• No drivers needed for Windows 10+, OSX, Linux.

Zubax Babel is primarily intended for UAVCAN applications, although other CAN bus protocols are supported equally well. We recommend the UAVCAN GUI Tool for use with Zubax Babel; however, there is a wide selection of software products that can talk with SLCAN adapters and therefore are compatible with Zubax Babel too.3689699161?profile=original

UAVCAN GUI Tool is a cross-platform open source (sources here) application for UAVCAN bus management and diagnostics. It runs on Windows, OSX, and Linux; read the installation instructions here.

We are currently preparing a tutorial that will show how to develop a simple servo controller interfaced via UAVCAN using Zubax Babel. Stay tuned!


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Hi everyone,3689698321?profile=original

A part of the PX4 team has been working on an open source ESC since late 2013. The objectives we had in mind were roughly as follows:

  • BSD licensed codebase.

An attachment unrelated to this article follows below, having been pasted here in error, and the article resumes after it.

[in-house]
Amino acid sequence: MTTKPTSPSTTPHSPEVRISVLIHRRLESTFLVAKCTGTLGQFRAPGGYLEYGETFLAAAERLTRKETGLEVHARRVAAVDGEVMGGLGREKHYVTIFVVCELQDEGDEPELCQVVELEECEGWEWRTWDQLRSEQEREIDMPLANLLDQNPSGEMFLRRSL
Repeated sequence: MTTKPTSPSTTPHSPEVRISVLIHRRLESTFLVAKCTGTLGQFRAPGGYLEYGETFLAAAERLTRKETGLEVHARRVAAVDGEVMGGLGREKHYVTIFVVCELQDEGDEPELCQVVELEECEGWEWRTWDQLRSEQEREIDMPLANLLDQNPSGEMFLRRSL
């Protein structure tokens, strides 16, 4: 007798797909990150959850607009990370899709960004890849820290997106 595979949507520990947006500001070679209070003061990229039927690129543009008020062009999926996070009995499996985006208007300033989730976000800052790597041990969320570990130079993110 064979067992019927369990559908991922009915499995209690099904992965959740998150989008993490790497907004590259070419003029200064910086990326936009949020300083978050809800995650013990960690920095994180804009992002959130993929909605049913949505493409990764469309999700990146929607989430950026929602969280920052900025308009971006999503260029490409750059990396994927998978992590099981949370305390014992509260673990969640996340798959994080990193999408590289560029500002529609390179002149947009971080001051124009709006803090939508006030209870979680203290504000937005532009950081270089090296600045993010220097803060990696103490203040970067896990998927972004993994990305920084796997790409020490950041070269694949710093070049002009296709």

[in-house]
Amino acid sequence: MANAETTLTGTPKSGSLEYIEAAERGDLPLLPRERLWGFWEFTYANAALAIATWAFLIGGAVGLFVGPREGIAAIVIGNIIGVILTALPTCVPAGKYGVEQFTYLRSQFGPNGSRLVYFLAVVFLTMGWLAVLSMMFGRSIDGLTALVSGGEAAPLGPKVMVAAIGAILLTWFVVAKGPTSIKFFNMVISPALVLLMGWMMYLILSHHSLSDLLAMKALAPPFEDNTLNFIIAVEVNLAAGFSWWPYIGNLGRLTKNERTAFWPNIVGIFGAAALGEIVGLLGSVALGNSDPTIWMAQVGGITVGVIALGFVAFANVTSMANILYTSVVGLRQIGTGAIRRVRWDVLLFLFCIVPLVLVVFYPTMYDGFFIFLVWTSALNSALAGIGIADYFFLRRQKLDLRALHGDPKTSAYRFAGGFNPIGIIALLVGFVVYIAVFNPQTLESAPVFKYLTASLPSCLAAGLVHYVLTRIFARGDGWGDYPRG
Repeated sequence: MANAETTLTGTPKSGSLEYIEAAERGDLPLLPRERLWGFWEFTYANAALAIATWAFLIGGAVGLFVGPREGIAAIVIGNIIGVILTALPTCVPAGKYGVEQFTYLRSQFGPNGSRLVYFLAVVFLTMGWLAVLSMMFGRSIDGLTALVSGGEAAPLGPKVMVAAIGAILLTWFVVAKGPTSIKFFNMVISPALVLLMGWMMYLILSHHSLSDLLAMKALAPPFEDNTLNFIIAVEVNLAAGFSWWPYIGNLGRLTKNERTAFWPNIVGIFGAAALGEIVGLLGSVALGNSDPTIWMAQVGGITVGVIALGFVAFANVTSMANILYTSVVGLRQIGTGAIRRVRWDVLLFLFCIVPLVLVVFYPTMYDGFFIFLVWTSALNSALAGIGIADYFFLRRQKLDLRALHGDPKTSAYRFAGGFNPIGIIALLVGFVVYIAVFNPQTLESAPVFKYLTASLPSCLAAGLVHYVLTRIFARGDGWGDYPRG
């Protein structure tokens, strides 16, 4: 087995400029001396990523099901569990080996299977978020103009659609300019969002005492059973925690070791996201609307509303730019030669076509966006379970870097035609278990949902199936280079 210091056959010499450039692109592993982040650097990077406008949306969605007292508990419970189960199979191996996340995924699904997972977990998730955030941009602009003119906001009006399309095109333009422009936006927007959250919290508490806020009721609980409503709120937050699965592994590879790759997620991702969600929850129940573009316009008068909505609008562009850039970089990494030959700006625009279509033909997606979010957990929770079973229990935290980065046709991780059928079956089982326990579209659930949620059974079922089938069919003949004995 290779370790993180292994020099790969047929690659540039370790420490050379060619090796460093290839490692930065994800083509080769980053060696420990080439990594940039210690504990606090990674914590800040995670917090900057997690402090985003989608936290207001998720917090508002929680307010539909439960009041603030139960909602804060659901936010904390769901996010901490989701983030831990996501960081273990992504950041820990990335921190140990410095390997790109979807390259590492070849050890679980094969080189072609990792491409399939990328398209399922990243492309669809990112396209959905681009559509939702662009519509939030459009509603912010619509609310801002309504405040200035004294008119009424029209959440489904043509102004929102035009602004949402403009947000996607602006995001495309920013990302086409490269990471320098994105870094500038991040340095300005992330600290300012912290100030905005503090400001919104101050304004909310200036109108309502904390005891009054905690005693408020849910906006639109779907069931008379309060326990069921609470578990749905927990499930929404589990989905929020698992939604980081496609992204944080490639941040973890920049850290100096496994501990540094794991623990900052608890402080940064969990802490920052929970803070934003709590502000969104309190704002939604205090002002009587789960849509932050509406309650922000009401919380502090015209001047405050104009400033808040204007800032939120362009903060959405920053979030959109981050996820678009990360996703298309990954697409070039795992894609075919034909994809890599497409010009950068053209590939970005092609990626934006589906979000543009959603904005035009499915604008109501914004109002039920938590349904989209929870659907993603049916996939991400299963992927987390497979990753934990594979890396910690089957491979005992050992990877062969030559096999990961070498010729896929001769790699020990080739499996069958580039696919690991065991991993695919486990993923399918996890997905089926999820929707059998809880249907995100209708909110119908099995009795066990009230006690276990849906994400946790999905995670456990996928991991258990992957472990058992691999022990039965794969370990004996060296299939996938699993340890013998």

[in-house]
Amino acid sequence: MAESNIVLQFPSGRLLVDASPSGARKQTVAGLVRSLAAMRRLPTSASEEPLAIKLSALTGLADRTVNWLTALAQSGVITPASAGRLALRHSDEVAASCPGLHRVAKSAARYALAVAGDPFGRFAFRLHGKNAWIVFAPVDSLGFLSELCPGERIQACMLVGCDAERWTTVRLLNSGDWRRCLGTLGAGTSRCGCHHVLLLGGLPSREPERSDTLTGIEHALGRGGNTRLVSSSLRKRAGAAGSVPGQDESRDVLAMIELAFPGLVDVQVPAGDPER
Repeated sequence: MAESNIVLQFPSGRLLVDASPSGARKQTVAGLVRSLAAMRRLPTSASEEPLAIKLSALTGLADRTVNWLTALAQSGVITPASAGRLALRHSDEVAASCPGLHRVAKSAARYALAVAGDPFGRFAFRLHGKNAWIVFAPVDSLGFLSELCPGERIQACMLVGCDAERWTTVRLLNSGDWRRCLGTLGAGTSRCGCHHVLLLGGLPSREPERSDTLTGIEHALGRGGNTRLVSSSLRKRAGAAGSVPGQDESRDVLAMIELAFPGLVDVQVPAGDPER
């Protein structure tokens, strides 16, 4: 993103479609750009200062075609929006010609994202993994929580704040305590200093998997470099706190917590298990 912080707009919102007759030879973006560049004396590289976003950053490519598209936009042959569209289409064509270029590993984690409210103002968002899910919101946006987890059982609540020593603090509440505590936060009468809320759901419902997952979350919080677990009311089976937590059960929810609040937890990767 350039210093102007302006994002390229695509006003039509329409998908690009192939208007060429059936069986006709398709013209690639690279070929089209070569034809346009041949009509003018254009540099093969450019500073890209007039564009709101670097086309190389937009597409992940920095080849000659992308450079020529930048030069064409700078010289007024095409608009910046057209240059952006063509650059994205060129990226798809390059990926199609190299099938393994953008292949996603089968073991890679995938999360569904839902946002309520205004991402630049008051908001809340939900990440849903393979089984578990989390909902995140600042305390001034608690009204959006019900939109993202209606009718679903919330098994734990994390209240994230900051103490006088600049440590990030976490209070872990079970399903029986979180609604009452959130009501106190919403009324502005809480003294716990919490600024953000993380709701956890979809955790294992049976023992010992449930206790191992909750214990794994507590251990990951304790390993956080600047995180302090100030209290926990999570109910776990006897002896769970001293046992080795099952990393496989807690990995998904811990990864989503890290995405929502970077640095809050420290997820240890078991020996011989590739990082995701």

• CAN bus interface (using UAVCAN as a high level protocol), with specific sub-goals:
    • low latency;
    • ESC status monitoring, at least health, temperature and RPM;
    • automatic and transparent for the user firmware upgrades.
  • Better alternative to the popular RCPWM BLDC controllers in terms of reliability and response characteristics.

The project was first known as PX4ESC, later renamed into Sapog for reasons of clarity. After about two and half years of development and experimenting, the first, for-developers-only release was announced at the ELC 2016 (slides here). Now, a few months after that, we're announcing that the project is finally ready for public release, and that the first ESC based on this project - Zubax Orel 20 - is now available from Titan Elite, Inc.

Zubax Orel 20, pictured on the right, is rated for supply voltage 9~18 V (3~4S LiPo) and continuous motor currents up to 20 A. More info can be gathered from the documentation page at the Zubax Docs website.

We welcome all companies that specialize in electric drive systems for UAV to consider extending their product portfolio with UAVCAN enabled solutions. In order to encourage this move, we're planning to release the reference hardware sources under a permissive Creative Commons license.